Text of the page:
pun refers to Rene Magritte’s
Treachery of Images, depicting a pipe over the words, “Ceci
n’est pas une pipe” which is French for, “This is not a pipe.” Indeed,
this is not a pipe.
It’s a picture of a pipe. What’s real here? People are not capital.
A name is not the thing itself.
out to trace the heritage of the term “human capital” for the Last
Word, I envisioned a short piece on the transition from hunter/gatherers
to laborers to employees to personnel to human resources to human
capital, interspersed with witticisms and wry commentary.
that didn’t happen. I spent the better part of two days in the stacks
at the library at the Haas School of Business, not far from my house
in Berkeley, immersed in semiotics,
Scientific Management, Chainsaw Al, Art Kleiner,
Theory X, medieval guilds, Adam Smith, Henry Thoreau (“Men have
become the tools of their trade.”), Diderot’s Encyclopedie, H.L.
Mencken (“The average male gets his living by such depressing devices
that boredom becomes a sort of natural state to him.”), Pavlov,
the Hawthorne effect, Abraham
Maslow, Kurt Lewin, Paul Goodman (“Few great men
could pass personnel.”), T-Groups, B.F. Skinner (“The real problem
is not whether machines think but whether men do.”), Tom Stewart,
Frederick Herzberg’s KITA, Peter Drucker (“Management
by objective works if you know the objective. Ninety percent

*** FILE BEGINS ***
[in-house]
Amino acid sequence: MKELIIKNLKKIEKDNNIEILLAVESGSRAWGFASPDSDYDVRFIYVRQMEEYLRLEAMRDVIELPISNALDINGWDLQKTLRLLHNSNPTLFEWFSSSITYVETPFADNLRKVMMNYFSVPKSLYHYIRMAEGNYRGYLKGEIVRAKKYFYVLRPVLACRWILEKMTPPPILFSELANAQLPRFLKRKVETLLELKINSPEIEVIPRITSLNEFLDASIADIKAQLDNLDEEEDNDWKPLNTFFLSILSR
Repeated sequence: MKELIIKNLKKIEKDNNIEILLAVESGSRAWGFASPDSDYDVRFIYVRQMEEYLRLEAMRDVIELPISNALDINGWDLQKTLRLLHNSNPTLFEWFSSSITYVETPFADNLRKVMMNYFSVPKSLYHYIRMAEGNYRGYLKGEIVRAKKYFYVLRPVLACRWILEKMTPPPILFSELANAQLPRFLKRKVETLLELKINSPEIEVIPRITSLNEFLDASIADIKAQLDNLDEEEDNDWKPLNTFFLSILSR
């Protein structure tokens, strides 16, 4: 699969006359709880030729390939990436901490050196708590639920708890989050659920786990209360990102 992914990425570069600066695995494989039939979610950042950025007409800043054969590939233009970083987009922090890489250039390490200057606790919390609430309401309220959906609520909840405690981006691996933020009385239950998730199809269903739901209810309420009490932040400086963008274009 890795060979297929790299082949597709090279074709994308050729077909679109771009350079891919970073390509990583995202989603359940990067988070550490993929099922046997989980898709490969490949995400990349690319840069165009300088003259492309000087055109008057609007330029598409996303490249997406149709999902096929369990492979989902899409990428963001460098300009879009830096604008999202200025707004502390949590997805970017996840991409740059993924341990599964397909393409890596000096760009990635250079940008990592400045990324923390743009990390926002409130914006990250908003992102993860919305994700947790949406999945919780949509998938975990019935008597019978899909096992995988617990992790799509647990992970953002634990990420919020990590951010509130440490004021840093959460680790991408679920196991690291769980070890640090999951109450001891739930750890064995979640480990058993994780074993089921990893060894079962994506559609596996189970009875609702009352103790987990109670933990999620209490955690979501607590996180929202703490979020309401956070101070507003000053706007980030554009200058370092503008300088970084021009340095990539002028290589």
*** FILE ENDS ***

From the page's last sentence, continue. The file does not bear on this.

of the time you don't.”), Eric Hoffer, Tom Gilbert, re-engineering
and downsizing (“We are all temps.”), Joop
Hartog, Rosabeth Moss Kanter, Don
Clark, and Don
my initial 3000 word article down to one essential sentence, these
quotations were among the last to go:
art of management has been defined as “knowing exactly what you
want men to do and then seeing that they do it in the best and cheapest
way.” —Frederick Winslow Taylor, Shop Management
can employ men and hire hands to work for you, but you must
win their hearts to have them work with you.” —Tiorio
deepest principle in human nature is the craving to be appreciated.”
Marx would be amused. He longed for the day when the workers would
own the means of production. Now they do.” —Charles Handy
don’t manage people so much as market to them.” —Peter Drucker
Cross is CEO of Internet
Time Group, a think tank and consultancy that helps organizations
make elearning decisions. He has pioneered new approaches to technology-assisted
learning since the Stone Age. (At least it feels like it. “Since
the early seventies” is closer to reality.) Creative despite degrees
from both Princeton and Harvard, he lives in the hills of Berkeley,
California, with his tennis-playing wife, 17-year old geek son,
and two miniature longhaired dachshunds. You can reach him at email@example.com.
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